Anti-Trafficking Cop, Rebuffed at KTV, Pulls Gun, Sues for Defamation

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A bar in Cambodia in 2014. (sobri/Flickr)
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An anti-trafficking police officer is under investigation after allegedly asking a KTV worker to sleep with him, getting rebuffed, punching the KTV’s owner and guards, pulling out his gun, then suing the owner’s son for posting video of the incident.

The Phnom Penh-based officer, Hak Ly, visited the Prey Veng province KTV on Friday night before turning violent after midnight, according to police and the KTV owner.

Long Bunthoeun, Prey Veng’s Pea Reang district police chief, said Ly had injured the owner of the local establishment.

“We have already questioned the owner of the KTV. She has a swollen neck,” Bunthoeun said. “Authorities are working on this case. There was violence.”

Keo Thea, chief of the Phnom Penh Municipal Police’s anti-human trafficking and juvenile protection office, said that Ly was an anti-human trafficking officer in the capital.

The owner of the KTV, Lor Sarom, 43, said military police had questioned her over the incident for about four hours on Monday.

Ly had arrived with four others to drink and sing karaoke with some of her female staff, Sarom said.

He then asked one of the women to sleep with him, saying he had spent a lot of money at the KTV for her, according to Sarom.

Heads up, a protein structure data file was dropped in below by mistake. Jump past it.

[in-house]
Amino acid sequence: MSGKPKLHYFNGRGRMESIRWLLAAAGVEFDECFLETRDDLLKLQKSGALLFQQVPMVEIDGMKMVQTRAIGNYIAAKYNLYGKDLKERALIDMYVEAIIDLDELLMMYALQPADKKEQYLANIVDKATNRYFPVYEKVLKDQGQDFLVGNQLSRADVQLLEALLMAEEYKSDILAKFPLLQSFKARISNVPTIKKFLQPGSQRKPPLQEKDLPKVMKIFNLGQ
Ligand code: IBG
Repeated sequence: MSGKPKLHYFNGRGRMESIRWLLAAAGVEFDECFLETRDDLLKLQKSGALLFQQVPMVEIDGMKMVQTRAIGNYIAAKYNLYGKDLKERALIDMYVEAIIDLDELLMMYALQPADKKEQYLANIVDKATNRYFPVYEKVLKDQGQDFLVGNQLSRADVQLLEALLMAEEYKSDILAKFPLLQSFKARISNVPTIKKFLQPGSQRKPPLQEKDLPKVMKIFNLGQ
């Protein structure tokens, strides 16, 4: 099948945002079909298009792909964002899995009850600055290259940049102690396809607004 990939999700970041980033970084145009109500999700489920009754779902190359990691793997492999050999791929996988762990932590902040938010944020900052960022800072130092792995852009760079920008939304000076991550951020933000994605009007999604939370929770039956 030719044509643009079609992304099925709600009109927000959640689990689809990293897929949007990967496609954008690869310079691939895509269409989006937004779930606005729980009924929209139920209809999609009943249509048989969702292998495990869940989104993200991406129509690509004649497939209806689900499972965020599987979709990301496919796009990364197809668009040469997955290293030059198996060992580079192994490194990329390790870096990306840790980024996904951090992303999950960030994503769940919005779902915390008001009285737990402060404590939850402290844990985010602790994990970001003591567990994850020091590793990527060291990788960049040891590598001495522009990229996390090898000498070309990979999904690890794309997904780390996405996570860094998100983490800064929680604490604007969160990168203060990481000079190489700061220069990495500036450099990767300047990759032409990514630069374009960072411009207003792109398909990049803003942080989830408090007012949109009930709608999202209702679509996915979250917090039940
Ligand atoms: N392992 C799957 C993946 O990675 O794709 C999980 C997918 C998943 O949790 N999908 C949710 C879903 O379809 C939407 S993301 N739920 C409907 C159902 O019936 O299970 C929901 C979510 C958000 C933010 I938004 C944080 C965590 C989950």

When she refused, saying she never goes home with anyone, “he kicked my chairs, table and refrigerator … the women were crying,” Sarom said.

“He was violent against me, punching my back and neck … he punched my security guards five times,” she said.

“When he got into the car, I thought it was finished … and asked the security guards to be quiet,” Sarom said. “But after he got in the car he pulled out his gun and opened the window and pointed it at me and said, ‘I have the right to shoot you to death and shut your restaurant … and put you in jail.’ I was shaking when I saw the gun.”

Through tears, Sarom said she was scared and angry.

“It is only the law that can find justice for me since I have nobody and no network, no powerful people to rely on,” she said. “I hope the authorities will find justice for me since I have enough footage in the camera to show them and let them make the judgement.”

In the incident’s wake, Ly filed a police complaint that was circulated online, including by the KTV owner’s son.

“I have seen that [the son] posted footage of myself that impacts my honor heavily, so I am filing a lawsuit … for defamation,” the complaint says. “Please, district police chief, take legal action.”

Later, the KTV’s son commented on Facebook, appealing to Prime Minister Hun Sen and his wife Bun Rany for help.

“He beat my mother and bragged that he was a police officer from the Interior Ministry. … He was angry because women [at the KTV] refused to sleep with him,” the son wrote. “Please … find justice for my mother.”

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